"[A] multitude of causes, unknown to former times, are now acting with a combined force to blunt the discriminating powers of the mind, and, unfitting it for all voluntary exertion, to reduce it to a state of almost savage torpor. The most effective of these causes are the great national events which are daily taking place, and the increasing accumulation of men in cities, where the uniformity of their occupations produces a craving for extraordinary incident, which the rapid communication of intelligence hourly gratifies."
And this, it seems to me, is a sound response to our distempered and unseemly contemporary world:
"More than half a century of existence has taught me that most of the wrong and folly which darken earth is due to those who cannot possess their souls in quiet; that most of the good which saves mankind from destruction comes of life that is led in thoughtful stillness. Every day the world grows noisier; I, for one, will have no part in that increasing clamour, and, were it only by my silence, I confer a boon on all."
I suspect that many of you will have noticed that the two quoted passages come, not from our own time, but from the past. The first passage is 218 years old: it appears in William Wordsworth's preface to the 1802 edition of Lyrical Ballads. The second passage is 117 years old: it is from George Gissing's The Private Papers of Henry Ryecroft, which was published in 1903. Hence, pick your truism. The more things change, the more they stay the same. Or, if you prefer: There is nothing new under the sun.
Roger Fry (1886-1934), "Village in the Valley" (1926)
"They are not long, the days of wine and roses:/Out of a misty dream/Our path emerges for a while, then closes/Within a dream." Yesterday, while driving in my car, I heard Glen Campbell sing "Gentle on My Mind." 1967. Ah, well. All those years. I was born during the first term of the Eisenhower administration. Of history and its events, what remains for me is the death of President Kennedy (our elementary school principal announced it over the public address system on a sunny afternoon), the moon landing, the Vietnam War, and 9/11. Unexpectedly hearing "Gentle on My Mind" on the car radio on an ordinary July afternoon. How many times have I heard that song? Where was I each time I heard it? Who was I with? What has become of them? One song. An entire lifetime returns. History vanishes.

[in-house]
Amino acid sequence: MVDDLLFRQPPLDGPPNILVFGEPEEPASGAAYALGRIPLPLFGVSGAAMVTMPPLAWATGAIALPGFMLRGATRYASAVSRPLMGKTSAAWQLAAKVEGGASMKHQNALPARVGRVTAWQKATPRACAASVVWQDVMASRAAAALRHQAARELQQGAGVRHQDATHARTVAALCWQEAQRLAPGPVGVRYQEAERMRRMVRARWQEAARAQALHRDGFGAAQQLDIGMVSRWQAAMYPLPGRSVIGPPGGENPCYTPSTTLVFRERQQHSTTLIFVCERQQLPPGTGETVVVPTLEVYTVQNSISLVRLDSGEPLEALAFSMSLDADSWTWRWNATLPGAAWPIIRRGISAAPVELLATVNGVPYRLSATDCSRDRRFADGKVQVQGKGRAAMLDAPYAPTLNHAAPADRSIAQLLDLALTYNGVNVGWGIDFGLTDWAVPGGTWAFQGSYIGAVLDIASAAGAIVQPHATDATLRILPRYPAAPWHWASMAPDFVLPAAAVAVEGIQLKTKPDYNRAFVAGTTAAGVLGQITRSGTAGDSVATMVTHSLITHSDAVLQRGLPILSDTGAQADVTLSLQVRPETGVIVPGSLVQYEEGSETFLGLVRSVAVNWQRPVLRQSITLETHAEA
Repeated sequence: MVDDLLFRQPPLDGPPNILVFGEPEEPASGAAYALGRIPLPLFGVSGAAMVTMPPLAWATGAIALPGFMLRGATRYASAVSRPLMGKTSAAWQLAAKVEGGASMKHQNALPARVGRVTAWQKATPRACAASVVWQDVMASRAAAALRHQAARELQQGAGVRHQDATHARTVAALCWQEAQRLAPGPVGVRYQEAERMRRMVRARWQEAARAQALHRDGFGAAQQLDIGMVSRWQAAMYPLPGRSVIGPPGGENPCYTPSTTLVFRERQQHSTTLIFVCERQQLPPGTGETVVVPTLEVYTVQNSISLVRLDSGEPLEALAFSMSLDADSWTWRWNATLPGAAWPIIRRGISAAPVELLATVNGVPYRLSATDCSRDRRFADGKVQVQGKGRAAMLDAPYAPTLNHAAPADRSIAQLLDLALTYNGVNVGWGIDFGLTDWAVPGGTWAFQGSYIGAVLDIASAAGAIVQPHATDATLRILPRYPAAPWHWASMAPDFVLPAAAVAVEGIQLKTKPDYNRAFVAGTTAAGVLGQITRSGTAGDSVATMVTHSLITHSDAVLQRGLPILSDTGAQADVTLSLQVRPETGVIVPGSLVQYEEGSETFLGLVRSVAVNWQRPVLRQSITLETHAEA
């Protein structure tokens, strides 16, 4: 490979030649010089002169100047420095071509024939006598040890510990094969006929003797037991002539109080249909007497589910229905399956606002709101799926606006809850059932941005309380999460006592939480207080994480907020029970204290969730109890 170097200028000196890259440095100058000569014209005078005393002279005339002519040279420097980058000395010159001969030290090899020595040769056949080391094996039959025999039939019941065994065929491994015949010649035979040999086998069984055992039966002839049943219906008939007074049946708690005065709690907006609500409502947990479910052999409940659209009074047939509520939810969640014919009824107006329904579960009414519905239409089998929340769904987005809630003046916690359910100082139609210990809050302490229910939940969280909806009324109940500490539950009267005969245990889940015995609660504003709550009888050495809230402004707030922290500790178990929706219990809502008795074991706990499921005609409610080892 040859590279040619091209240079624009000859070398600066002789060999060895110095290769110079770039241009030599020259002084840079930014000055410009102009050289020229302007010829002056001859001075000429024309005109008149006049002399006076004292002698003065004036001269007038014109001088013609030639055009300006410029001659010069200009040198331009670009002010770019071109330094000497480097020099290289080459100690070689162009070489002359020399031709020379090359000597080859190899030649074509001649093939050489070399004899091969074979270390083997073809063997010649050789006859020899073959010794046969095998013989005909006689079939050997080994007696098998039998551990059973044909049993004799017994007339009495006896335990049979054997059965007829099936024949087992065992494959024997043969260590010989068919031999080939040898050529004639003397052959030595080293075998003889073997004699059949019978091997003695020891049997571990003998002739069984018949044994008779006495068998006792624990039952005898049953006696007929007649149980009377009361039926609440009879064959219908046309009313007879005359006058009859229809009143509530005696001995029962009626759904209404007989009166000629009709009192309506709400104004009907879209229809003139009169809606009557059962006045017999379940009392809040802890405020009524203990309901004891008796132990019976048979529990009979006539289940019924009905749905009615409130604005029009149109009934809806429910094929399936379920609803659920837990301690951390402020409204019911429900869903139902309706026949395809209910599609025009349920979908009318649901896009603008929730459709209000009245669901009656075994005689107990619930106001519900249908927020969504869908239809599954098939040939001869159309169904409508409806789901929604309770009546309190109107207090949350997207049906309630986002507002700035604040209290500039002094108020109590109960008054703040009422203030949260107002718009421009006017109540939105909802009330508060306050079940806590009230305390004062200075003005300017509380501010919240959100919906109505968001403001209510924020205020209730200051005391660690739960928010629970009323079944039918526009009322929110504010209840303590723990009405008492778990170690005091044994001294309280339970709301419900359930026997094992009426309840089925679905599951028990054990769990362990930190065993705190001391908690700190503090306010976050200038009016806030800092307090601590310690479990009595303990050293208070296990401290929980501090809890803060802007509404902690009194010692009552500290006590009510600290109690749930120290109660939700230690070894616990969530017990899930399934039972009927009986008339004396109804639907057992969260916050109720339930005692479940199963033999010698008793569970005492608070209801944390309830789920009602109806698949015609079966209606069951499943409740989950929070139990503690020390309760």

Rising from My Sickbed
Alone and ill, I was confined to bed
But my dreams kept returning to my old haunts
This morning, at last, I managed to rise and
stand beside the river
An endless trail of peach petals
drifting down the stream
Ryōkan (1758-1831) (translated by Ryūichi Abé and Peter Haskel), in Ryūichi Abé and Peter Haskel, Great Fool: Zen Master Ryōkan: Poems, Letters, and Other Writings (University of Hawai'i Press 1996), page 123.
James Prowett (1865-1946), "Cruive Dykes, Craigforth"
Is it inevitably the case that, as one grows older, the world of human affairs takes on an alien aspect, while the World of beautiful particulars becomes ever more hospitable? On the other hand, one might arrive at that feeling at a young age, and find its truth confirmed by life. Either way, there is indeed something to be said for possessing one's soul in quiet, for living "in thoughtful stillness," for having no part in the "increasing clamour."
Happy were he could finish forth his fate
In some unhaunted desert, most obscure
From all societies, from love and hate
Of worldly folk; then might he sleep secure;
Then wake again, and give God ever praise,
Content with hips and haws and bramble-berry;
In contemplation spending all his days,
And change of holy thoughts to make him merry;
Where, when he dies, his tomb may be a bush,
Where harmless robin dwells with gentle thrush.
Robert Devereux, Earl of Essex (1566-1601), in E. K. Chambers (editor), The Oxford Book of Sixteenth Century Verse (Oxford University Press 1932). The poem is untitled.
Percy Horton (1897-1970), "A Corner of Ambleside" (1943)